Giving a captive salamander a diet that does not meet all its nutritional requirements will negatively affect its life expectancy. It could lead to the salamander having weak bones and a weak immune system.
This weakened immune system would then make it possible for opportunistic infections to cause serious, sometimes and sometimes, fatal illnesses.
Also, regularly feeding a salamander foods with a high-fat content (such as pinkie mice) may lead to obesity. Obesity can then lead to several health problems that negatively impact the lifespan of the salamander
For this reason, captive salamanders should be fed a varied and balanced diet so they can live long and healthy lives.
How General Care Affects Life Expectancy
Poor care is the leading cause of death among captive salamanders. A captive salamander will need a habitat that very closely replicates its natural environment. Failing to provide this will compromise the welfare of the salamander.
For example, housing terrestrial salamander, such as a tiger salamander in a tank without a sufficient land area means it will have a poor quality of life.
Additionally, different salamander species have very specific lighting and temperature requirements. Failing to meet the specific housing requirements of a captive salamander will hurt its life expectancy.
Sometimes, things go wrong. For beginners, this is usually due to poor knowledge. But even for the experienced, accidents still happen.
One of the most common accidents is a salamander escaping from its tank. Since salamanders need to keep their skin moist, an escaped salamander may dry out and die if is not found quickly enough.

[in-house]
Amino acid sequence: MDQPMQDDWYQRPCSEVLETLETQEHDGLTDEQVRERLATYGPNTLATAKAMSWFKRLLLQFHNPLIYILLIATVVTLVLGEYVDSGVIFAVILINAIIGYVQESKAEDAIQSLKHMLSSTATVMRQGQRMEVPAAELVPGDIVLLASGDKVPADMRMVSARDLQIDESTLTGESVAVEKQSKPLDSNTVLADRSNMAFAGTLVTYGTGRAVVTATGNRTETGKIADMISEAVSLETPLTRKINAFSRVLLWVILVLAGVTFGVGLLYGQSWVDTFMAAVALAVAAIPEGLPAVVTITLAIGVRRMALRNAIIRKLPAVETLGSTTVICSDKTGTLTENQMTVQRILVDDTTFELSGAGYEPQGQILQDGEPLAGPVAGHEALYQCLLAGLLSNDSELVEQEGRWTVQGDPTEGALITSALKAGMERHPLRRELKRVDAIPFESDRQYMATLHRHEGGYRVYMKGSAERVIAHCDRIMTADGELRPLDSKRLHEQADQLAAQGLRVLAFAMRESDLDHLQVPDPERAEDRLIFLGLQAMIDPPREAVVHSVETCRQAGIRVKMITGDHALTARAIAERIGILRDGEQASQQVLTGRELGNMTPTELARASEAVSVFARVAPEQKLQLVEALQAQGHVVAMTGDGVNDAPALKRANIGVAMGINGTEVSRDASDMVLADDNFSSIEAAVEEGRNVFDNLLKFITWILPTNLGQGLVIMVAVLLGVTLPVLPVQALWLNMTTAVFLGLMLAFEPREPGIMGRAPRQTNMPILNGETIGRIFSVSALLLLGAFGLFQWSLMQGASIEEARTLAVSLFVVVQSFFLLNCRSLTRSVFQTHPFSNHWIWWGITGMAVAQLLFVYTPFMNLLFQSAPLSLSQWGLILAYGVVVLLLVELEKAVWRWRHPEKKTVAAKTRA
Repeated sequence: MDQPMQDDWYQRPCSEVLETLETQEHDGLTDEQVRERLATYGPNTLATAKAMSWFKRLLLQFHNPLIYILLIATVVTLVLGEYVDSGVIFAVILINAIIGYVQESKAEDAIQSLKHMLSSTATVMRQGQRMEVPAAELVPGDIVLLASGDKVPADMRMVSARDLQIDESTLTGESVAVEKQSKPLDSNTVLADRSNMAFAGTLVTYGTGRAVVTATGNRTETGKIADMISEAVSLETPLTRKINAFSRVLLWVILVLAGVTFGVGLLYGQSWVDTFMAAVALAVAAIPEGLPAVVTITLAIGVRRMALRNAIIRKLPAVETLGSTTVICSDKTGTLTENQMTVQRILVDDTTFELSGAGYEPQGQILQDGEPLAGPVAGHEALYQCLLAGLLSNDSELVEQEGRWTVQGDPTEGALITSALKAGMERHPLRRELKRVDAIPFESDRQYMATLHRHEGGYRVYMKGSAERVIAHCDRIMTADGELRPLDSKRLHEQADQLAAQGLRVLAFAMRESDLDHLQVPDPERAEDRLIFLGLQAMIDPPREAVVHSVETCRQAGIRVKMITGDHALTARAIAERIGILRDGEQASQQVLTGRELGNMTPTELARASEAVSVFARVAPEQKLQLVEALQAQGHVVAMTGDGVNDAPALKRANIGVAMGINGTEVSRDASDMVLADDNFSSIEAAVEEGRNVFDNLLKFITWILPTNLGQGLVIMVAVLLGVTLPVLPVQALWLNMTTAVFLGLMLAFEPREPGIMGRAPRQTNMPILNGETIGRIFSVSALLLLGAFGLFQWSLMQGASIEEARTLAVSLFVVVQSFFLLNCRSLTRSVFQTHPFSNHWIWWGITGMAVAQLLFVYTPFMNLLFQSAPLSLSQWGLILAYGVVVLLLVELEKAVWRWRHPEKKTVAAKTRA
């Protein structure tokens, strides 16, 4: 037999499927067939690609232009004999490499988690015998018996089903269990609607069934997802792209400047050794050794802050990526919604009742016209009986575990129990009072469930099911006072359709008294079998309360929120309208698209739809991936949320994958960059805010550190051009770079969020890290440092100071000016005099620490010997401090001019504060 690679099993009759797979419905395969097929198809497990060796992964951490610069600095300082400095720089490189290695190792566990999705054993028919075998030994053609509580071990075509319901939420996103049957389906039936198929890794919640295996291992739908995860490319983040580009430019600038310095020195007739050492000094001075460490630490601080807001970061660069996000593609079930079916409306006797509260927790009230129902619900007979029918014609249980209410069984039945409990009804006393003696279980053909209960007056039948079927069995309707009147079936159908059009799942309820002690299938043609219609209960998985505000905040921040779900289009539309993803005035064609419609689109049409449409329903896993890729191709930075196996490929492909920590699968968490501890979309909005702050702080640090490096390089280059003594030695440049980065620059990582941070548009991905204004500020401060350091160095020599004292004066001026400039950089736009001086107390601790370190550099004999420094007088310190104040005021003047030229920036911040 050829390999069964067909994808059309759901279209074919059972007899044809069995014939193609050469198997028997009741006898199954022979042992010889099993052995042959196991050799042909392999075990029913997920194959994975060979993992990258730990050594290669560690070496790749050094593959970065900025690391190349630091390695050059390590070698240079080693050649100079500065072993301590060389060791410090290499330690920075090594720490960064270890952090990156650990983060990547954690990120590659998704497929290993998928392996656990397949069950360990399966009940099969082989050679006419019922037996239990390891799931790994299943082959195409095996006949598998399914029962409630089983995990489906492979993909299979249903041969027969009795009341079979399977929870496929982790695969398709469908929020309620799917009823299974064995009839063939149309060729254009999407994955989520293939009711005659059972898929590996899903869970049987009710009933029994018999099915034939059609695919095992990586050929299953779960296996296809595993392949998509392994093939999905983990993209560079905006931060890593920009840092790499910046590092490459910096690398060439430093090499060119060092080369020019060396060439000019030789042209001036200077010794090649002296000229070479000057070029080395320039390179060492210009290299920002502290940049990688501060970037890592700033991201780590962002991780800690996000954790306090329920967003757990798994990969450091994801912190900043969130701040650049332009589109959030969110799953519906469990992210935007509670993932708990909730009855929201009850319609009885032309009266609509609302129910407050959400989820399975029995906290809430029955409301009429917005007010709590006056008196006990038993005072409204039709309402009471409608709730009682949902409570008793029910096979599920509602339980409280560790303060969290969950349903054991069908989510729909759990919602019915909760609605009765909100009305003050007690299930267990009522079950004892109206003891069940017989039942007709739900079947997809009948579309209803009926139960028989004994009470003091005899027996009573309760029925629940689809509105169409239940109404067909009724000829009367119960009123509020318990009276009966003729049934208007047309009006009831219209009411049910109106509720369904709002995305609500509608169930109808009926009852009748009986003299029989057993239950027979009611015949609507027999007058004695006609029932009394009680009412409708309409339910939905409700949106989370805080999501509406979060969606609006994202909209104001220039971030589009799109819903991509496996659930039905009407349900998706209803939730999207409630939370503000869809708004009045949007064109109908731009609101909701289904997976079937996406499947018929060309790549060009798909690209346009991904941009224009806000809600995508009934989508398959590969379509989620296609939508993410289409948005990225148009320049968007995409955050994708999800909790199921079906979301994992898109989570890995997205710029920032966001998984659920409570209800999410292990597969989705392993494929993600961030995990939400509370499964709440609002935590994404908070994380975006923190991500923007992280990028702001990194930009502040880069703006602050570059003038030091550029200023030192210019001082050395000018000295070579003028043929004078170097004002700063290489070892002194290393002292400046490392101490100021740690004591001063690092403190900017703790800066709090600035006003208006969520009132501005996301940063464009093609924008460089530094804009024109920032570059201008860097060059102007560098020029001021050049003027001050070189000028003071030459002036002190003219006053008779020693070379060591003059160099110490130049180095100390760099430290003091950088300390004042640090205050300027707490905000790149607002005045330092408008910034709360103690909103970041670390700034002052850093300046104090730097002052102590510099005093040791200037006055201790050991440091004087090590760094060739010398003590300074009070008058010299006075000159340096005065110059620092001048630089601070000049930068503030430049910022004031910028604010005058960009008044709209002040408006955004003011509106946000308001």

Another accident could be a power outage or malfunctioning equipment. Since salamanders need to be kept in a controlled environment, a simple temperature drop/rise could stress or kill the animals.
The prevalence of accidents means many captive salamanders die before they can live to their true potential age.
Health Problems to Look Out for in Aging Salamanders
Salamanders are susceptible to several kinds of bacterial and fungal infections. They are especially vulnerable as their immune systems decline with age.
They can experience something known as bloat, in which the salamander’s torso swells up. However, this is not a disease in itself, rather it is a symptom that could be a sign of kidney failure or a bacterial infection such as red-leg syndrome.
Another problem to watch out for is flakey skin or abnormal molting (shedding of the skin). This Is usually a sign that a salamander is sick or stressed due to improper care.
These symptoms and many more will require medical attention, so take your salamander to a herp veterinarian. Leaving an infection/illness untreated will undoubtedly negatively affect the salamander’s lifespan
Frequently Asked Questions
Question: Does touching a salamander kill it?
Answer: Salamanders are amphibians, so they have very sensitive absorbent skins. This means oils, salts, and chemicals on your hands could penetrate their skin and end up inside of their bodies.
When these substances enter their bodies, they could lead to infections that could be fatal to the salamander. Therefore, touching a salamander could indeed kill it, but only if you do so harmful substances on your hands.
If you ever want to handle any salamander, you should very thoroughly wash your hands, or wear gloves to protect the animal. Even then, it’s still advisable to keep your salamander handling to a minimum!
Salamanders can be very long-lived. Since there are so many salamander species, the exact lifespan varies dramatically between the different species.
Salamanders in captivity could in theory live longer than those in the wild, but this is not always the case in reality. This is mainly because caring for captive salamanders is not easy, so mistakes and accidents frequently happen.
If you want your salamander to live a long life, giving it the proper care is crucial. Also, don’t handle it too often!